Good morning. I ducked out of New York City a day early. Marcus Hayes will be filling in on the beat today as I prepare to fly to Pittsburgh. Here's what's percolating this morning:
1) While yesterday's game-ending triple play was really just a confluence of bizarre circumstances that happened to result in one of the rarest moments in the game of baseball, it was also a reminder of how much went right for Brad Lidge last season when he saved all 41 of his opportunities during the regular season. Don't get me wrong - it would be a huge mistake to credit the success of last season to luck and the struggles of this season to misfortune, but it is important to keep in mind how much went right last year. Remember Shane Victorino's throw-out at home to save a save in Atlanta? And Jimmy Rollins' diving stop/double play to clinch the division. Lidge suggested yesterday that the karmic balance of his universe might be correcting itself. We'll see. . .
2) Paul Bako, who has caught each one of Cliff Lee's four starts this season, appeared on Daily News Live last week. During the interview, I asked him to name the pitcher that Lee reminded him most of. Bako has caught some great ones in his time. He was on the Braves with Greg Maddux, and last season caught the Reds' two young stars, Edinson Volquez and Johnny Cueto. But Bako answered with a pitcher whom he has never caught before.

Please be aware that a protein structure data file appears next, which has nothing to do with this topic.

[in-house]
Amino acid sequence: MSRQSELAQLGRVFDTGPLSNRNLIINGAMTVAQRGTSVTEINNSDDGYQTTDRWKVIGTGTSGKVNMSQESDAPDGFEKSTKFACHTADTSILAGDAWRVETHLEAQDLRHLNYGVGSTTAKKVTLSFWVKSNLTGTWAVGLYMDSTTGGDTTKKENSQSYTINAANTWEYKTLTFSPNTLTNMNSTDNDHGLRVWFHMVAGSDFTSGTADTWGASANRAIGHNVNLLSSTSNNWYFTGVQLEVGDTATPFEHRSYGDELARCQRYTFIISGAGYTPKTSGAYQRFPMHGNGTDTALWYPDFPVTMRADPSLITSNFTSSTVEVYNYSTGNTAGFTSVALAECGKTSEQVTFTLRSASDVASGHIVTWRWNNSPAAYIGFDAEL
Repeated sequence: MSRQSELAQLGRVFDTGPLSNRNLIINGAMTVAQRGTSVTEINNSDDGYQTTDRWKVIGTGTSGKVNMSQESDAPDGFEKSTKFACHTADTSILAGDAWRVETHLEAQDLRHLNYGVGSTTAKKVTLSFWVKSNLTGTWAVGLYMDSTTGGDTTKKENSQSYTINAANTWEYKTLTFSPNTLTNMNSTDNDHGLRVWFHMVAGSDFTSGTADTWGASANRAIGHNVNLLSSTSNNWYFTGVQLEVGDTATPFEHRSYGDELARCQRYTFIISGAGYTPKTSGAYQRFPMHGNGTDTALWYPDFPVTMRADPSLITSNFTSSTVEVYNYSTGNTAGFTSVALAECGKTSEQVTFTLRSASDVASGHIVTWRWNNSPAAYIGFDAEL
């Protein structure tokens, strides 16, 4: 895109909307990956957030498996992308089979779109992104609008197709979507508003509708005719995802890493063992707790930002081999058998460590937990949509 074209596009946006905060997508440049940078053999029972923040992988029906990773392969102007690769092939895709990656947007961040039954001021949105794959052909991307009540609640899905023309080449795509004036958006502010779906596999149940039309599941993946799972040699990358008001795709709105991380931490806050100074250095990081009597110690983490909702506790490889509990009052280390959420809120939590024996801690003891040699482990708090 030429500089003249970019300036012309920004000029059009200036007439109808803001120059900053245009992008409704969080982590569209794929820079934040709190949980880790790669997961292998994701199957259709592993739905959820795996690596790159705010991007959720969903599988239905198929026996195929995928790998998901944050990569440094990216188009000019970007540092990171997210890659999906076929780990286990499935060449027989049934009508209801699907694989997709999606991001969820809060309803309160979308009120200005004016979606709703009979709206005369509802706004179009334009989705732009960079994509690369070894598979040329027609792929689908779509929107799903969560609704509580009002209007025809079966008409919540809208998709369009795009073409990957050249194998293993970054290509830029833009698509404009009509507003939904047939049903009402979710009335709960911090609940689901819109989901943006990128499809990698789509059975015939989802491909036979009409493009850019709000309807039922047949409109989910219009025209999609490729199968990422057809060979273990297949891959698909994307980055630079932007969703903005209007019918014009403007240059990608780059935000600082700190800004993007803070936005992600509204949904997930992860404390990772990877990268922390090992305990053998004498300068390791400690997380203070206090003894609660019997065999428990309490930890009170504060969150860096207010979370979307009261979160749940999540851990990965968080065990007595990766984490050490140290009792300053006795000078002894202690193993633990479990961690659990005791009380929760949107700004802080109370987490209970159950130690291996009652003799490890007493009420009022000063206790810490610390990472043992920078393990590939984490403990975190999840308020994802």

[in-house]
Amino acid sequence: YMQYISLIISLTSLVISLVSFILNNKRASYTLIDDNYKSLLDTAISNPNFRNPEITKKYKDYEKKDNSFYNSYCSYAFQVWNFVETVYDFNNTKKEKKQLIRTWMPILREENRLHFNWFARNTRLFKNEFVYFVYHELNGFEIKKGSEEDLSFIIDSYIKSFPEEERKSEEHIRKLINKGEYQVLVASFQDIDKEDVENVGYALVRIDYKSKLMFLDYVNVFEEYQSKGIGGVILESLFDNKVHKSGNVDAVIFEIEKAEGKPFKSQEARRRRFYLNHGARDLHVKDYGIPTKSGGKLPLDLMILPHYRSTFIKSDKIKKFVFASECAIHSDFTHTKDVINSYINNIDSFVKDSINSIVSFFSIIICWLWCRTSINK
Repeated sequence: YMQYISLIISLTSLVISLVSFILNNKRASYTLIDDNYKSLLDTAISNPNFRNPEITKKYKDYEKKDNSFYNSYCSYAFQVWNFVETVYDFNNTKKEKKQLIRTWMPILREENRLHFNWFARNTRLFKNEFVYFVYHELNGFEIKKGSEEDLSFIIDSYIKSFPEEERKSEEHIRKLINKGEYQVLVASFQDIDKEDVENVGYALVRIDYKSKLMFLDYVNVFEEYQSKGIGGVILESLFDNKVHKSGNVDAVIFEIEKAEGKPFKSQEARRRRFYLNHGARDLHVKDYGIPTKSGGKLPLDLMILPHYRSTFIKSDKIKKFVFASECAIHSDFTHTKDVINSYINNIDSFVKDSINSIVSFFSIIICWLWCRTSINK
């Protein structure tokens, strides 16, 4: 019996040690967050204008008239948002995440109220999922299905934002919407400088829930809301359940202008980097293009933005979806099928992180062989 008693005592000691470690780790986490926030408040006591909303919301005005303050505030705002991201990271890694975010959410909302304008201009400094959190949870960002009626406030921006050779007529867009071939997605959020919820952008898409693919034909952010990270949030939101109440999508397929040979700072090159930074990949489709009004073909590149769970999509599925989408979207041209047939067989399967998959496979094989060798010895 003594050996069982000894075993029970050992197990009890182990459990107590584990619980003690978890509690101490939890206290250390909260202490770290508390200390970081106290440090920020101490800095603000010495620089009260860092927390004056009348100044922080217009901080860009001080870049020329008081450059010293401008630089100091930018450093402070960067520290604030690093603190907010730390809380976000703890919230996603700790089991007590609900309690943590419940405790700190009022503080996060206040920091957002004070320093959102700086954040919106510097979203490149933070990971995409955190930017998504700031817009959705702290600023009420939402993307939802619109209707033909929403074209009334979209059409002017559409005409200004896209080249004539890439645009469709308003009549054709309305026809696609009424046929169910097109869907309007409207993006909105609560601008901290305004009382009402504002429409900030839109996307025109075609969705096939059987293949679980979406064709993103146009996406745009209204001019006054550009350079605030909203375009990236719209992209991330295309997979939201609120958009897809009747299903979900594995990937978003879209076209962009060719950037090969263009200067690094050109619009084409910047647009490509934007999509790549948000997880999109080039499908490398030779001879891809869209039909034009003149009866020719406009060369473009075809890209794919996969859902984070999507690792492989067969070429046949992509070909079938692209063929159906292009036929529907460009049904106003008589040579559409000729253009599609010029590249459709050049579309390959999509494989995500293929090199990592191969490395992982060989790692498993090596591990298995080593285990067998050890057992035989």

"He reminds me of a left-handed Roy Halladay," Bako said.
It was an interesting comparison, given the Phillies' immense pre-trade-deadline interest in the Blue Jays ace. But it fits. Lee does not look like your typical lefty. He pounds the strike zone, throws effectively to both sides of the plate, and brings to the mound the attitude of a right-handed power pitcher. He is also a bona fide ace, which the Phillies have not had since perhaps Curt Schilling. As good as Cole Hamels was last season, let me ask you this question -- did you ever feel the way prior to Hamels' start that you do on a day like today when Lee is scheduled to take the mound against the Mets?
3) That last question I wrote is unfair to Hamels. But only because the expectations that fans and media placed on him may have been a tad unrealistic. I won't say the expectations were unfair, because when a guy wins the World Series MVP and then signs a multi-year contract, they come with expectations. But as I wrote in my game story on Friday night, Hamels is still just 25 years old, and he is still maturing into the type of no-doubt-about-it, top-of-the-rotation pitcher that Lee has become over the past two years.
In 2005, at the age of 26, anothing young lefty had what looked to be a break-out season. He went 18-5 with a 3.79 ERA, striking out 143 and walking 52 in a career-high 202.0 innings of work. The next year, he posted a 4.40 ERA and his opposing batting average rose from .251 to .278. Then in 2007, his ERA jumped to 6.29, his BAA to .284, and he found himself relegated to the minor leagues.
That lefty was Cliff Lee.
4) Brett Myers is scheduled to throw his second rehab outing today in Lakewood. Yesterday's was rained out.
5) The Mets are now 15.5 games out of the National League East lead.
6) Charlie Manuel has admitted over the past couple seasons that it sometimes feels as if someone else has to pry Chase Utley out of his cold, dead hands to get him out of the line-up. But Manuel knows how to pick his spots. Eric Bruntlett was 6-for-11 off of Oliver Perez heading into yesterday's game, while Utley had struggled. I'd say it worked out.